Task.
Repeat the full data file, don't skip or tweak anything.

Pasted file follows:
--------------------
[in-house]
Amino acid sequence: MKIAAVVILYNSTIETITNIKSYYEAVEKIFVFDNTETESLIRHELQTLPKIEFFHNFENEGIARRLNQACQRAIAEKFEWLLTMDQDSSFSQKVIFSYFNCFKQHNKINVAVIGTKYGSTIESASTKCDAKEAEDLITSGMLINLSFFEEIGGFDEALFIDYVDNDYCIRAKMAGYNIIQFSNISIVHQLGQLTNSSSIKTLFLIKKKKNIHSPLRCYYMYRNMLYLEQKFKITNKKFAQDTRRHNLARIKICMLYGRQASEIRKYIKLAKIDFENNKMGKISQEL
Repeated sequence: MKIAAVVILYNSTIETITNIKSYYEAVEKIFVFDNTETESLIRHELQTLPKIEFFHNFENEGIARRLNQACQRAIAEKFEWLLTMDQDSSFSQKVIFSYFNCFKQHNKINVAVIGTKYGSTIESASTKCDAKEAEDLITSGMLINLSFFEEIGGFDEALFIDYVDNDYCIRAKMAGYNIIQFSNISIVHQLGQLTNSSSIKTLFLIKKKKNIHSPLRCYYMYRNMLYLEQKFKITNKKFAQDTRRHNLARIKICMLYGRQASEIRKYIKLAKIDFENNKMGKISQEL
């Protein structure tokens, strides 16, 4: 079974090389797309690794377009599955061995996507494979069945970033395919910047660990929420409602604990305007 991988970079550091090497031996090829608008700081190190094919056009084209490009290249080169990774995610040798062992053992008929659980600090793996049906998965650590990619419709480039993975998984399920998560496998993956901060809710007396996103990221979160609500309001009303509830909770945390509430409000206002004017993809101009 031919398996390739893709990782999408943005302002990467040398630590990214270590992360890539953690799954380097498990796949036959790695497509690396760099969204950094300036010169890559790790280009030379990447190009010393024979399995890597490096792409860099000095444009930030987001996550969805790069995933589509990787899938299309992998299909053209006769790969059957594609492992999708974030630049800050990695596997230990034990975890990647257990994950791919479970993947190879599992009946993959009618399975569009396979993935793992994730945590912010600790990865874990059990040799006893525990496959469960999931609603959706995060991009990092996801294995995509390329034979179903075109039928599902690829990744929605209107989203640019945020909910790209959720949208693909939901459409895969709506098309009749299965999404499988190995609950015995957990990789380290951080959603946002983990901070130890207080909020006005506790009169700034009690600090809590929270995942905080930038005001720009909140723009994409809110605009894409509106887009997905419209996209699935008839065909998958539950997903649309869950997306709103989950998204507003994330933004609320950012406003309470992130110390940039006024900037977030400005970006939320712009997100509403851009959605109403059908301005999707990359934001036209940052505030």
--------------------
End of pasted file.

[in-house]
Amino acid sequence: MKIAAVVILYNSTIETITNIKSYYEAVEKIFVFDNTETESLIRHELQTLPKIEFFHNFENEGIARRLNQACQRAIAEKFEWLLTMDQDSSFSQKVIFSYFNCFKQHNKINVAVIGTKYGSTIESASTKCDAKEAEDLITSGMLINLSFFEEIGGFDEALFIDYVDNDYCIRAKMAGYNIIQFSNISIVHQLGQLTNSSSIKTLFLIKKKKNIHSPLRCYYMYRNMLYLEQKFKITNKKFAQDTRRHNLARIKICMLYGRQASEIRKYIKLAKIDFENNKMGKISQEL
Repeated sequence: MKIAAVVILYNSTIETITNIKSYYEAVEKIFVFDNTETESLIRHELQTLPKIEFFHNFENEGIARRLNQACQRAIAEKFEWLLTMDQDSSFSQKVIFSYFNCFKQHNKINVAVIGTKYGSTIESASTKCDAKEAEDLITSGMLINLSFFEEIGGFDEALFIDYVDNDYCIRAKMAGYNIIQFSNISIVHQLGQLTNSSSIKTLFLIKKKKNIHSPLRCYYMYRNMLYLEQKFKITNKKFAQDTRRHNLARIKICMLYGRQASEIRKYIKLAKIDFENNKMGKISQEL
């Protein structure tokens, strides 16, 4: 079974090389797309690794377009599955061995996507494979069945970033395919910047660990929420409602604990305007 991988970079550091090497031996090829608008700081190190094919056009084209490009290249080169990774995610040798062992053992008929659980600090793996049906998965650590990619419709480039993975998984399920998560496998993956901060809710007396996103990221979160609500309001009303509830909770945390509430409000206002004017993809101009 031919398996390739893709990782999408943005302002990467040398630590990214270590992360890539953690799954380097498990796949036959790695497509690396760099969204950094300036010169890559790790280009030379990447190009010393024979399995890597490096792409860099000095444009930030987001996550969805790069995933589509990787899938299309992998299909053209006769790969059957594609492992999708974030630049800050990695596997230990034990975890990647257990994950791919479970993947190879599992009946993959009618399975569009396979993935793992994730945590912010600790990865874990059990040799006893525990496959469960999931609603959706995060991009990092996801294995995509390329034979179903075109039928599902690829990744929605209107989203640019945020909910790209959720949208693909939901459409895969709506098309009749299965999404499988190995609950015995957990990789380290951080959603946002983990901070130890207080909020006005506790009169700034009690600090809590929270995942905080930038005001720009909140723009994409809110605009894409509106887009997905419209996209699935008839065909998958539950997903649309869950997306709103989950998204507003994330933004609320950012406003309470992130110390940039006024900037977030400005970006939320712009997100509403851009959605109403059908301005999707990359934001036209940052505030």